Hurry Up and Learn Patience! Investing in the “Patience Factor”

By John Lunt, Lunt Capital

A recent headline caught my eye – “Hurry Up! Modern Patience Thresholds Lower Than Ever Before, Technology to Blame.” The article’s recap of a survey of 2,000 British adults included the following gems: “Respondents reported becoming frustrated after just 16 seconds of waiting for a web page to load, and after 25 seconds of waiting for a traffic light to change…Waiting in line seemed to especially annoy respondents, with 45% admitting they had lost their temper after waiting an “excessive” amount of time. But, what exactly is excessive? Respondents said just 30 seconds of waiting in a line would be enough to try their patience, and half said they are likely to switch to a different line if the one they are in isn’t moving fast enough.”

 While I can’t vouch for the methods or accuracy of the survey, life experience suggests the results are generally correct. Comedian Will Ferrell perfectly captured today’s mindset when he said, “Before you marry a person, you should first make them use a computer with slow internet to see who they really are.” What are the investment implications of an “on demand, instant access, get it now, no patience” society?

Behavioral mistakes are often an investor’s worst enemy, as emotional responses to news, to uncertainty, and even to normal market movements may lead to suboptimal decisions. Going forward, will we see a premium earned for investors exhibiting patience? While not an investment factor in a traditional sense, we believe there is a “patience factor.” Patient investors may capture long-term alpha from increasingly impatient investors with short time horizons expecting instant gratification from their investment portfolios.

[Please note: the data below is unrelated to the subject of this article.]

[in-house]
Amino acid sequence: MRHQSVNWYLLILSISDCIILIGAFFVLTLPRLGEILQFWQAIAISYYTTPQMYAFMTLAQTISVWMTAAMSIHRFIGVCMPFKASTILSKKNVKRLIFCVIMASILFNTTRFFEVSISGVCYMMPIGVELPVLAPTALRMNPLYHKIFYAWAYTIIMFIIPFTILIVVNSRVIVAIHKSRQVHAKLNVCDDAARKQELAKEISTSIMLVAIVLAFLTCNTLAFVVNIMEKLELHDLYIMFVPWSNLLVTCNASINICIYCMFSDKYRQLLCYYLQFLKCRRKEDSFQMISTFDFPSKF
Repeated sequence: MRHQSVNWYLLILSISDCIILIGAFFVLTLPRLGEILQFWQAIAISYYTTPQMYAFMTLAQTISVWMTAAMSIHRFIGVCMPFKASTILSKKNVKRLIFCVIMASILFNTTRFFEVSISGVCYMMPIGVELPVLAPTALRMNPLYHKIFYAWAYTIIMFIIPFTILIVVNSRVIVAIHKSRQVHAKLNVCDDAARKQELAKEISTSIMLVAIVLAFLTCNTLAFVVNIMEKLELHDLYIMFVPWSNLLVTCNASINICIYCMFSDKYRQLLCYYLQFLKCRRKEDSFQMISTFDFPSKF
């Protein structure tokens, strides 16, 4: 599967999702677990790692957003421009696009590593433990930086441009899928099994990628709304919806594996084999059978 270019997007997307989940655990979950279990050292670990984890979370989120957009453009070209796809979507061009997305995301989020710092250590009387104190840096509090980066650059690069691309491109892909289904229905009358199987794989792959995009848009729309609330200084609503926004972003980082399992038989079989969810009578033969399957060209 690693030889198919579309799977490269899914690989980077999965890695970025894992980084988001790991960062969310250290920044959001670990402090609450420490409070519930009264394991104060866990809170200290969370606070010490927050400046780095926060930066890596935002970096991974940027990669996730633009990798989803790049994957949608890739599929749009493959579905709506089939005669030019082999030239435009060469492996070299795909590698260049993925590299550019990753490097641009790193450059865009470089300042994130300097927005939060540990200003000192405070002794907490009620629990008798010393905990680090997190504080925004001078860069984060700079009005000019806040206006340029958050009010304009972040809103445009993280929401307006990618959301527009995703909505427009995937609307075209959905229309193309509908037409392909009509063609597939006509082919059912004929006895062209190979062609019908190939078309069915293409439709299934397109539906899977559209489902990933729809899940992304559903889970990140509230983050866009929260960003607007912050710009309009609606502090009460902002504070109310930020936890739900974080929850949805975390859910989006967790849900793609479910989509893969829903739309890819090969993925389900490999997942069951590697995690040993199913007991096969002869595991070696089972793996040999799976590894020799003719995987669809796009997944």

This is not a plug for or against “buy and hold” investing or for or against active management. Lunt Capital manages both strategic and tactical ETF portfolios. Instead, it is a suggestion to understand the strategy and characteristics that underpin an asset allocation, a manager, an index, a strategy, or any portfolio position, and then have the patience to allow each component to do what they are designed to do! It is important to note patience in faulty strategies or incorrect assumptions will likely lead to poor outcomes. Patience in reasonable assumptions and thoughtful, disciplined allocations and strategies are likely to improve the probabilities of long-term success.

For example, each year there will be some individual asset classes that outperform a diversified allocation of multiple asset classes.  Impatient investors might conclude that diversification doesn’t work and abandon a multi-asset allocation that may appropriately meet their long-term objectives.  What are other common examples of impatient investing? A long-term, strategic growth investor who sells his or her equity ETF simply because it declined for some period of time or a long-term, tactical investor who sells his or her risk-managed strategy because it didn’t fully keep up on the upside with the S&P 500 ETF for a period of time.